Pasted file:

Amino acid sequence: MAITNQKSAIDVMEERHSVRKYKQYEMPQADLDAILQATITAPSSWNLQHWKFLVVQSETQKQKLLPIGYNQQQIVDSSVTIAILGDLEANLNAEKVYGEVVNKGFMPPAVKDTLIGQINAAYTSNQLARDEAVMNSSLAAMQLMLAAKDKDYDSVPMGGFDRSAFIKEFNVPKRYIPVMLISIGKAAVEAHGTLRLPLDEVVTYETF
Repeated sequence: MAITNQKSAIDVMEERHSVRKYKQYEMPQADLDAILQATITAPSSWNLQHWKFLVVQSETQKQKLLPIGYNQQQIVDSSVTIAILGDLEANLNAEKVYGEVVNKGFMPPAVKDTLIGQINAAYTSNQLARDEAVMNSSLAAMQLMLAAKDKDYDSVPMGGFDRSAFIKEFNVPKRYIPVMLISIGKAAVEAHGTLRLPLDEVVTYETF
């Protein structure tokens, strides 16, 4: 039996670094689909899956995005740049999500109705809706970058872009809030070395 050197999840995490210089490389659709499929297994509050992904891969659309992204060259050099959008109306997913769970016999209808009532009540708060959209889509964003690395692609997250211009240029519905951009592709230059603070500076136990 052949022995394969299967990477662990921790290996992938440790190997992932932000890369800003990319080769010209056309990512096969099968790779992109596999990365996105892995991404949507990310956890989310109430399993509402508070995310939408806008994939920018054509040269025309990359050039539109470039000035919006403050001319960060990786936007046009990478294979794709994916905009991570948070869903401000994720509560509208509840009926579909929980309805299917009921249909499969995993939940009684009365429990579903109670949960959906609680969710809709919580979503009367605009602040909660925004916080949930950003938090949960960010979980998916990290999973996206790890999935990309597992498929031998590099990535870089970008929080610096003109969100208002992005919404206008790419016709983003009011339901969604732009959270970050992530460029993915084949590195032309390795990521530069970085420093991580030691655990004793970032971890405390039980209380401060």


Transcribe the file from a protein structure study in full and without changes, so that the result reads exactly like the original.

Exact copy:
Amino acid sequence: MAITNQKSAIDVMEERHSVRKYKQYEMPQADLDAILQATITAPSSWNLQHWKFLVVQSETQKQKLLPIGYNQQQIVDSSVTIAILGDLEANLNAEKVYGEVVNKGFMPPAVKDTLIGQINAAYTSNQLARDEAVMNSSLAAMQLMLAAKDKDYDSVPMGGFDRSAFIKEFNVPKRYIPVMLISIGKAAVEAHGTLRLPLDEVVTYETF
Repeated sequence: MAITNQKSAIDVMEERHSVRKYKQYEMPQADLDAILQATITAPSSWNLQHWKFLVVQSETQKQKLLPIGYNQQQIVDSSVTIAILGDLEANLNAEKVYGEVVNKGFMPPAVKDTLIGQINAAYTSNQLARDEAVMNSSLAAMQLMLAAKDKDYDSVPMGGFDRSAFIKEFNVPKRYIPVMLISIGKAAVEAHGTLRLPLDEVVTYETF
């Protein structure tokens, strides 16, 4: 039996670094689909899956995005740049999500109705809706970058872009809030070395 050197999840995490210089490389659709499929297994509050992904891969659309992204060259050099959008109306997913769970016999209808009532009540708060959209889509964003690395692609997250211009240029519905951009592709230059603070500076136990 052949022995394969299967990477662990921790290996992938440790190997992932932000890369800003990319080769010209056309990512096969099968790779992109596999990365996105892995991404949507990310956890989310109430399993509402508070995310939408806008994939920018054509040269025309990359050039539109470039000035919006403050001319960060990786936007046009990478294979794709994916905009991570948070869903401000994720509560509208509840009926579909929980309805299917009921249909499969995993939940009684009365429990579903109670949960959906609680969710809709919580979503009367605009602040909660925004916080949930950003938090949960960010979980998916990290999973996206790890999935990309597992498929031998590099990535870089970008929080610096003109969100208002992005919404206008790419016709983003009011339901969604732009959270970050992530460029993915084949590195032309390795990521530069970085420093991580030691655990004793970032971890405390039980209380401060």